U.S. doctors urged to test for monkeypox while CDC says risk to public low

U.S. health officials on Friday urged doctors to test for monkeypox if they suspect cases, saying there may be community-level spread but that the overall public health risk remained low.

So far, there have been 21 cases of the disease in at least 11 states.

The CDC said it was aware of 700 cases of monkeypox that have been reported globally outside of parts of Africa, where the disease is endemic. 

No deaths have been reported so far.

In a detailed report of 17 cases published in the CDC’s Morbidity and Mortality Weekly Report, most patients identified as men who have sex with men. In many of the cases the monkeypox rash started in the genital area, which could lead some doctors to diagnose it as a more common sexually transmitted infection such as herpes or syphilis.

Health officials believe community transmission is likely, which is why they want doctors to test patients if they have any reason to suspect monkeypox.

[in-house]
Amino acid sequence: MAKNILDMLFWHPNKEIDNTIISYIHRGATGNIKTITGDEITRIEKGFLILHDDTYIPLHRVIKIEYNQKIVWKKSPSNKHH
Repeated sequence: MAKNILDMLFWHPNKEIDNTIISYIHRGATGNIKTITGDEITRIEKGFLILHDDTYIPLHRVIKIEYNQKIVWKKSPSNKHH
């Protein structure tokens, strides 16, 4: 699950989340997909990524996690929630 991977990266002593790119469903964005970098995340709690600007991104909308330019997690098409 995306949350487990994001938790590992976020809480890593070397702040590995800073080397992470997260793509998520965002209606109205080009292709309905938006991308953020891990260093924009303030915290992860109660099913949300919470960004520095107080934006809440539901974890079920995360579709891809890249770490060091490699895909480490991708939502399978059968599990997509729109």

The CDC stressed that monkeypox is transmitted by close contact with someone who has the virus and to monkeypox sores.

“Anyone can get monkeypox and we are carefully monitoring for monkeypox that may be spreading in any population, including those who are not identifying as men who have sex with men,” Jennifer McQuiston, the CDC’s deputy director of the Division of High Consequence Pathogens and Pathology, told the briefing.

So far, the United States has run 120 tests for monkeypox. Officials said the government has the capacity to run 1,000 tests per day.

Currently, all U.S. patients are in recovery or have already recovered. Those who still have a rash are being asked to stay home until they are fully recovered, the CDC said.

A patient is considered recovered when all of the sores have scabbed over, the scabs fall off and healthy skin has emerged.

McQuiston said an analysis of the genetic sequences of U.S. virus samples found that in most cases it is similar to the variant circulating in Europe.

U.S. officials said the government has ample vaccines within the Strategic National Stockpile, and the government is offering those to people who have had high-risk contact with infected individuals to prevent transmission of the virus.

The United States has so far delivered about 1,200 vaccines and 100 courses of treatment.   



Source: www.emergencyemail.org/newsemergency/anmviewer.asp?a=29093&z=58

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